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FX and International Banking from Korea


FX and International Banki...

Overseas Remittances are permitted for both foreign residents and visitors to a maximum of $50,000 USD (or equivalent) per year.  You may be asked to provide proof of the source of income, at the banker’s discretion, or when sending anything over $50,000 USD (or equivalent). Foreign residents (with Alien Registration Card) can avoid the hassle by just remitting money overseas online (up to the $50,000 USD limit). Foreign visitors are unable to register for online banking. You will have to designate a specific bank as your Primary Foreign Exchange Transaction Bank before you can remit money overseas.

Exemption from Mandatory Reporting: Currency exchanges or remittances of under $1,000* do not have to be reported. Exchanges of $1,000 or more can only be done in a bank are not allowed in Currency Exchange locations. Whether it's a currency exchange or remittance, the teller will stamp the amount in your passport.
*Note that the Finance Ministry announced in July 2014 that it is reviewing plans to ease regulations on cross-border remittance and is considering raising the amount exempted from mandatory reporting to under $2,000.

To send money overseas, it is necessary to designate a specific bank as the one you will use for these transactions (if you have an account in more than one bank). There is a specific form you must sign to do so. It is possible and relatively simple to change your designated bank. You'll need to inform the original bank (in person) and then sign the required document in the bank you now wish to use.  Note that not all banks (or branches of the same bank) will provide international access to all foreign account holders, while others will do so without requiring you to sign any exclusivity agreement. Shop around -ask questions and then decide.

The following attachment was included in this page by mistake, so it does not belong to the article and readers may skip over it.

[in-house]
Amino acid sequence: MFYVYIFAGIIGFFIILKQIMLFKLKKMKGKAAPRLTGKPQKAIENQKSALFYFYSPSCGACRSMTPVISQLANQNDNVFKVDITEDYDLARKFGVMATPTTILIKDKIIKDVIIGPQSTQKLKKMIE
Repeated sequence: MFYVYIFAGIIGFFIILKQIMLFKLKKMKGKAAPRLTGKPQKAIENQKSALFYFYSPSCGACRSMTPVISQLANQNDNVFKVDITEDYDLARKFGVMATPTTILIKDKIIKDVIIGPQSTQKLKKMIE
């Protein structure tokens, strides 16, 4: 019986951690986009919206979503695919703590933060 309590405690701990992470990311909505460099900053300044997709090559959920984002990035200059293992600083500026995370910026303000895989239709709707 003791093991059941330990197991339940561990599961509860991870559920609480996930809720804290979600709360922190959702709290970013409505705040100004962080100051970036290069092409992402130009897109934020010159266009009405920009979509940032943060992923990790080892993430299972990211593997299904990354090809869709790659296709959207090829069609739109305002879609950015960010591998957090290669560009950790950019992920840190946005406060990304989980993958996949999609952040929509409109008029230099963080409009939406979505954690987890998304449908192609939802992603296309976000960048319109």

Remittance Accounts: Some banks offer a direct remittance account service. When you want to transfer funds to an overseas account, you can deposit or transfer the funds (in Korean won) into a remittance account, to which all necessary remittance details such as the recipient’s name, bank name, and account number have already been inputted. As soon as the funds are deposited, the remittance is activated and processed. This eliminates the need to go to a branch to make the transfer. The remittance account is for a specific receiving bank account but it is possible to have more than one remittance account if you are sending money regularly to different people/accounts.

Conditions re foreign currency exhange (taking cash): Foreign residents can only take W10million in cash. You will have to show your passport to the teller, who will likely stamp the back page and write in the amount you are taking.  If you would like to exchange more than $10,000 USD worth of KRW into a foreign currency, you will have to designate a Primary Foreign Exchange Transaction Bank and provide proof of the source of those funds.If you are earning money legally in Korea, you can exchange as much of it into another foreign currency as you would like - with the appropriate documentation. 

Overseas Internet Banking is now available for foreign nationals residing in Korea with some banks. You will have to register with a specific bank in order to access this service - same as for overseas remittances (same bank for both). Once you've done so, you'll be eligible to move money from your designated Korean foreign exchange bank (08) for international transactions. Note that all Internet transfers will count toward your USD50,000 cap, just as credit card transactions and direct remittances are. Foreign visitors are ineligible for this online banking service.

Overseas Access via ATM to Korean Bank Accounts by Foreign Account Holders can be blocked by the banks so that foreigners cannot access their Korean bank account from outside the country.